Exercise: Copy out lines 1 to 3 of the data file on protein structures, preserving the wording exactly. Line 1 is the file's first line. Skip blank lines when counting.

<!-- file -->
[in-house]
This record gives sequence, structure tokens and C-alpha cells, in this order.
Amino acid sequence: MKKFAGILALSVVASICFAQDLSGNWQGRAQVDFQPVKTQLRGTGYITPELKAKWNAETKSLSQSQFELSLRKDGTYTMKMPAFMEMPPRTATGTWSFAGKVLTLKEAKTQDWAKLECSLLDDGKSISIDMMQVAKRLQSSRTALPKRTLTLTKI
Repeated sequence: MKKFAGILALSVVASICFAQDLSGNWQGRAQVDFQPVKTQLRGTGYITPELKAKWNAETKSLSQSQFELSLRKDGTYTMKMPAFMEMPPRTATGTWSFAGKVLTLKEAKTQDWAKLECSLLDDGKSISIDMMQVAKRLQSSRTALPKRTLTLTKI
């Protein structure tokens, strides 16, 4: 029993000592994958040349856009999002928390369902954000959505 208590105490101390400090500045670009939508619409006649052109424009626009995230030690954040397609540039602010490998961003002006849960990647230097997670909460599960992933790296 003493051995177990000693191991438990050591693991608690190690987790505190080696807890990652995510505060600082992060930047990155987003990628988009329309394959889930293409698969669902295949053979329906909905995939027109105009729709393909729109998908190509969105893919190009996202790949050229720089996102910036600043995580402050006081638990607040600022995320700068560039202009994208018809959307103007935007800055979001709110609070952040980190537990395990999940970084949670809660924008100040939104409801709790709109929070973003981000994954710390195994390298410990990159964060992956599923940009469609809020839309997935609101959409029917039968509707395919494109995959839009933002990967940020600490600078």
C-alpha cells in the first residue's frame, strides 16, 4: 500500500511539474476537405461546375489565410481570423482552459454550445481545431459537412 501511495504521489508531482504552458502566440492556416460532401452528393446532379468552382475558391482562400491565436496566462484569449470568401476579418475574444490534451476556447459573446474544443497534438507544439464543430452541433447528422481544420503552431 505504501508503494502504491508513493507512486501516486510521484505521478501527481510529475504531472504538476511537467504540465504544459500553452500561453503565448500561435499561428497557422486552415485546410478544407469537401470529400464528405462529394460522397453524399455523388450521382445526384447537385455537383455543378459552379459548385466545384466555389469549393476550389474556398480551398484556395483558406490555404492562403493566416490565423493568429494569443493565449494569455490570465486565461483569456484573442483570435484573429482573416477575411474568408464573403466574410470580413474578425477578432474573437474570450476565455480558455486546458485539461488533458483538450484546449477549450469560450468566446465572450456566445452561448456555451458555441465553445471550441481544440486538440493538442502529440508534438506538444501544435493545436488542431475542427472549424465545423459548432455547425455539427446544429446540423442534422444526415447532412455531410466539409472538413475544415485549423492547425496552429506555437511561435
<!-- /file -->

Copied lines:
[in-house]
This record gives sequence, structure tokens and C-alpha cells, in this order.
Amino acid sequence: MKKFAGILALSVVASICFAQDLSGNWQGRAQVDFQPVKTQLRGTGYITPELKAKWNAETKSLSQSQFELSLRKDGTYTMKMPAFMEMPPRTATGTWSFAGKVLTLKEAKTQDWAKLECSLLDDGKSISIDMMQVAKRLQSSRTALPKRTLTLTKI